was the leading portrait painter in England during the late 17th and early 18th centuries, and was court painter to British monarchs from Charles II to George I. His major works include The Chinese Convert (1687); a series of four portraits of Isaac Newton painted at various junctures of the latter's life; a series of ten reigning European monarchs, including King Louis XIV of France; over 40 "Kit-cat portraits" of members of the Kit-Cat Club; and ten "beauties" of the court of William III, to match a similar series of ten beauties of the court of Charles II painted by his predecessor as court painter, Sir Peter Lely.
Sir John Vanbrugh in Godfrey Kneller's Kit-cat portrait, considered one of Kneller's finest portraits.Kneller was born Gottfried Kniller in L??beck, Germany. Kneller studied in Leiden, but became a pupil of Ferdinand Bol and Rembrandt in Amsterdam. He worked in Rome and Venice in the early 1670s, painting historical subjects and portraits, and later moved to Hamburg. He came to England in 1674, at the invitation of the Duke of Monmouth, accompanied by his brother, John Zacharias Kneller, who was an ornamental painter. He was introduced to, and painted a portrait of, Charles II. In England, Kneller concentrated almost entirely on portraiture. He founded a studio which churned out portraits on an almost industrial scale, relying on a brief sketch of the face with details added to a formulaic model, aided by the fashion for gentlemen to wear full wigs. His portraits set a pattern that was followed until William Hogarth and Joshua Reynolds.
Nevertheless, he established himself as a leading portrait artist in England. When Sir Peter Lely died in 1680, Kneller was appointed Principal Painter to the Crown by Charles II. In the 1690s, Kneller painted the Hampton Court Beauties depicting the most glamorous ladies-in-waiting of the Royal Court for which he received his knighthood from William III. He produced a series of "Kit-cat" portraits of 48 leading politicians and men of letters, members of the Kit-Cat Club. Created a baronet by King George I, he was also head of the Kneller Academy of Painting and Drawing 1711-1716 in Great Queen Street, London. His paintings were praised by Whig luminaries such as John Dryden, Joseph Addison, Richard Steele, and Alexander Pope.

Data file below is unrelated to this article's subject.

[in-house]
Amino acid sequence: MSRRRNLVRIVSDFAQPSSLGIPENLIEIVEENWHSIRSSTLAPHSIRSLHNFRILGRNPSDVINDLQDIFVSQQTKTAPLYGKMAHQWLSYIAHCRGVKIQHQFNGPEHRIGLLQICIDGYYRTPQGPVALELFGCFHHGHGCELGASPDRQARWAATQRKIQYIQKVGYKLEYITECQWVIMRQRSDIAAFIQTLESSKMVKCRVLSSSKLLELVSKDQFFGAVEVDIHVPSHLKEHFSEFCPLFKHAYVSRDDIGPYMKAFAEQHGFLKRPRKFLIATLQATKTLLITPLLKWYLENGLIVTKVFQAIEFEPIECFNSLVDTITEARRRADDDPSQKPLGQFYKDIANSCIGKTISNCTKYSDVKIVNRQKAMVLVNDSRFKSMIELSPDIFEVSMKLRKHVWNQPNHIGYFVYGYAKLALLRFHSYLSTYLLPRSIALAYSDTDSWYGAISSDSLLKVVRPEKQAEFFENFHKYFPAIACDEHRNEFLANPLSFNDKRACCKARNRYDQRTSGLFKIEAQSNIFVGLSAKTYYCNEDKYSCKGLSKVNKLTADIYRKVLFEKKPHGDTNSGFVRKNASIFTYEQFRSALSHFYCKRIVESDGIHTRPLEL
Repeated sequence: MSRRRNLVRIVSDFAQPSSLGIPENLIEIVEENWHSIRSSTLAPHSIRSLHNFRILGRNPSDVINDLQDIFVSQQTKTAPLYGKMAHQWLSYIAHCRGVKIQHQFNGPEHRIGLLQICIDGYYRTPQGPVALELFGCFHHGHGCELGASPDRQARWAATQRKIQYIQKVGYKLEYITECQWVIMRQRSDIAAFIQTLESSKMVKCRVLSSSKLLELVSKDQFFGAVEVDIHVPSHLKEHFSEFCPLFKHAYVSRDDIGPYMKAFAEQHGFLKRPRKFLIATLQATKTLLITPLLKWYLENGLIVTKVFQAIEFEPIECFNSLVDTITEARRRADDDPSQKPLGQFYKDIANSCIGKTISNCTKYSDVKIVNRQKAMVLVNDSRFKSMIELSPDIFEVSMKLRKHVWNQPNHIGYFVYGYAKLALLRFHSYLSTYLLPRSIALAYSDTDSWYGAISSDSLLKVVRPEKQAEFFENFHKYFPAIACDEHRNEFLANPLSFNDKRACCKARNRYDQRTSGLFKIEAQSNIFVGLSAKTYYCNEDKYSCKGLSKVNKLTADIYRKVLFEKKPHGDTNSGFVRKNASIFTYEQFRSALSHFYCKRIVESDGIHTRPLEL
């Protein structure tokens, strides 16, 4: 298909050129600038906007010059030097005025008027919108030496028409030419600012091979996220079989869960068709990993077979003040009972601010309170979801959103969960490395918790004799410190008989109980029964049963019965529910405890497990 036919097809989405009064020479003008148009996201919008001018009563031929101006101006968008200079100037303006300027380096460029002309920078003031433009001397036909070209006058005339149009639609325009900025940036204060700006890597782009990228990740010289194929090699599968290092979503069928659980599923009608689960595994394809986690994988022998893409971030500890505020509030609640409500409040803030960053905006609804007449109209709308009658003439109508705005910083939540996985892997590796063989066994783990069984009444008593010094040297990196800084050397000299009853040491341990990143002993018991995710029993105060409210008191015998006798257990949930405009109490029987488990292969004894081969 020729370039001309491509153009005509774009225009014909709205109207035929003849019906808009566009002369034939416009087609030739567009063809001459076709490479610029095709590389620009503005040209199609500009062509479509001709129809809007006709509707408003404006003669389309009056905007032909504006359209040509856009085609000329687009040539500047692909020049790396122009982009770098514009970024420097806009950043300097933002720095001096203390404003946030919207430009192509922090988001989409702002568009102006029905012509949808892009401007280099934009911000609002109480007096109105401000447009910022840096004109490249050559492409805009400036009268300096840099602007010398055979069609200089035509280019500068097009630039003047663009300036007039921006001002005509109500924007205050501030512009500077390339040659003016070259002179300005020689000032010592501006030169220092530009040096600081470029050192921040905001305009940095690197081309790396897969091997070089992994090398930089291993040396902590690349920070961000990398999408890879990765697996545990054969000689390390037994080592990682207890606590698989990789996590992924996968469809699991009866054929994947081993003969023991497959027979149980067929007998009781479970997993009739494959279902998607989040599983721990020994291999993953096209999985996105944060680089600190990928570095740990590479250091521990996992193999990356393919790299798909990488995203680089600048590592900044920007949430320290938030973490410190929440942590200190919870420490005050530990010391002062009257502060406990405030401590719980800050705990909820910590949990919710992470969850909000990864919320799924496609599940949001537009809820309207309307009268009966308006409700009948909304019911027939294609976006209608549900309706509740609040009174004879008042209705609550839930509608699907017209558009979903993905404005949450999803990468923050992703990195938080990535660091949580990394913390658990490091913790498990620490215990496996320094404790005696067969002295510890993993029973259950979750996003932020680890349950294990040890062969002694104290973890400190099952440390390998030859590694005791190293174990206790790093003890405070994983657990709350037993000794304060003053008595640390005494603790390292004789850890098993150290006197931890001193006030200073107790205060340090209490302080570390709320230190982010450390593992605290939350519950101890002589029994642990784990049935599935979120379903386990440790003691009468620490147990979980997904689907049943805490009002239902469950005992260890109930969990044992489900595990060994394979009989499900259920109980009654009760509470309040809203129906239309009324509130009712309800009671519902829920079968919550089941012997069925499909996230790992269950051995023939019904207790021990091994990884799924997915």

Kneller died of fever in 1723 and his remains were interred in Twickenham Church (he was a churchwarden there when the 14th century nave collapsed in 1713 and was involved in the plans for its reconstruction). The site of the house he built in 1709 in Whitton near Twickenham is now occupied by the mid-19th century Kneller Hall, home of the Royal Military School of Music
Russian painter. He was born a serf and in 1790 was apprenticed to a pastrycook in St Petersburg. From 1793 he attended classes at the Academy of Art there, in 1799 becoming a pupil of the portrait painter Stepan Shchukin (1762-1828). In 1804 he was sent to work as a pastrycook and manservant on an estate in the Ukraine owned by his master, General Morkov. Tropinin's Ukrainian period (1804-21) was interrupted by frequent, often protracted, visits to Moscow. During these years he copied a great deal, drew landscapes from nature and also painted religious subjects. His early style is painterly and distinguished by freedom of execution and skill in the use of colour, but the compositions are derivative and the drawing weak: The Spinner (1820s), The Lacemaker (1823), Wedding in the Village of Kukavka, Podolsky Province and Girl with a Bird (all Moscow, Tret'yakov Gal.). Portraiture, however, began to take on a more important place in his work; the best of this period is the Portrait of Arseny, the Artist's Son (1818; Moscow, Tret'yakov Gal.), especially notable for its use of colour. Tropinin captured perfectly the child's spontaneous vision of the world, his sensitive spirit and openness. While in Moscow from 1813 to 1818, he portrayed a series of important cultural figures that brought him great popularity. He was freed from serfdom on 8 May 1823 and shortly thereafter he became a nominee to the Academy for his paintings The Lacemaker